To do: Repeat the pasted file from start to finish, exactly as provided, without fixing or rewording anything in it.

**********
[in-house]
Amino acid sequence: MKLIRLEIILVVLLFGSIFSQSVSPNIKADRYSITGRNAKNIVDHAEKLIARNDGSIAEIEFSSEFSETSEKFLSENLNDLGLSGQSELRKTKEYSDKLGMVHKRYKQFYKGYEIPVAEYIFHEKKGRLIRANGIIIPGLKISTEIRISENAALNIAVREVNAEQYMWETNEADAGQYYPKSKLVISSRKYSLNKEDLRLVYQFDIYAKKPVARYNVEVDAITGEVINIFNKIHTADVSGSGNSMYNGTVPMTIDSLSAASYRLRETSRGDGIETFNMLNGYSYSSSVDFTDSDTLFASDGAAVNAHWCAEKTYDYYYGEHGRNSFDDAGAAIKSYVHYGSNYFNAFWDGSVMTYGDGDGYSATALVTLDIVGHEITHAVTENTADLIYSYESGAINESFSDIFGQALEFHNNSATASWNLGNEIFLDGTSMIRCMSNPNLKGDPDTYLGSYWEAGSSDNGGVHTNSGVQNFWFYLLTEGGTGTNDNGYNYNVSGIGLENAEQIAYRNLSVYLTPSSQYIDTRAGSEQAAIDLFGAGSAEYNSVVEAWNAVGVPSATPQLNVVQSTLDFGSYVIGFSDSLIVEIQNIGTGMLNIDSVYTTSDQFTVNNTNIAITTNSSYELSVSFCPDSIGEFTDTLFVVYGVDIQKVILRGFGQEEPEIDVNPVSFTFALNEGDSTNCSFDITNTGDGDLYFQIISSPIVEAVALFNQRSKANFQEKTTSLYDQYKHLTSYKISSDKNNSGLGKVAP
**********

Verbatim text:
[in-house]
Amino acid sequence: MKLIRLEIILVVLLFGSIFSQSVSPNIKADRYSITGRNAKNIVDHAEKLIARNDGSIAEIEFSSEFSETSEKFLSENLNDLGLSGQSELRKTKEYSDKLGMVHKRYKQFYKGYEIPVAEYIFHEKKGRLIRANGIIIPGLKISTEIRISENAALNIAVREVNAEQYMWETNEADAGQYYPKSKLVISSRKYSLNKEDLRLVYQFDIYAKKPVARYNVEVDAITGEVINIFNKIHTADVSGSGNSMYNGTVPMTIDSLSAASYRLRETSRGDGIETFNMLNGYSYSSSVDFTDSDTLFASDGAAVNAHWCAEKTYDYYYGEHGRNSFDDAGAAIKSYVHYGSNYFNAFWDGSVMTYGDGDGYSATALVTLDIVGHEITHAVTENTADLIYSYESGAINESFSDIFGQALEFHNNSATASWNLGNEIFLDGTSMIRCMSNPNLKGDPDTYLGSYWEAGSSDNGGVHTNSGVQNFWFYLLTEGGTGTNDNGYNYNVSGIGLENAEQIAYRNLSVYLTPSSQYIDTRAGSEQAAIDLFGAGSAEYNSVVEAWNAVGVPSATPQLNVVQSTLDFGSYVIGFSDSLIVEIQNIGTGMLNIDSVYTTSDQFTVNNTNIAITTNSSYELSVSFCPDSIGEFTDTLFVVYGVDIQKVILRGFGQEEPEIDVNPVSFTFALNEGDSTNCSFDITNTGDGDLYFQIISSPIVEAVALFNQRSKANFQEKTTSLYDQYKHLTSYKISSDKNNSGLGKVAP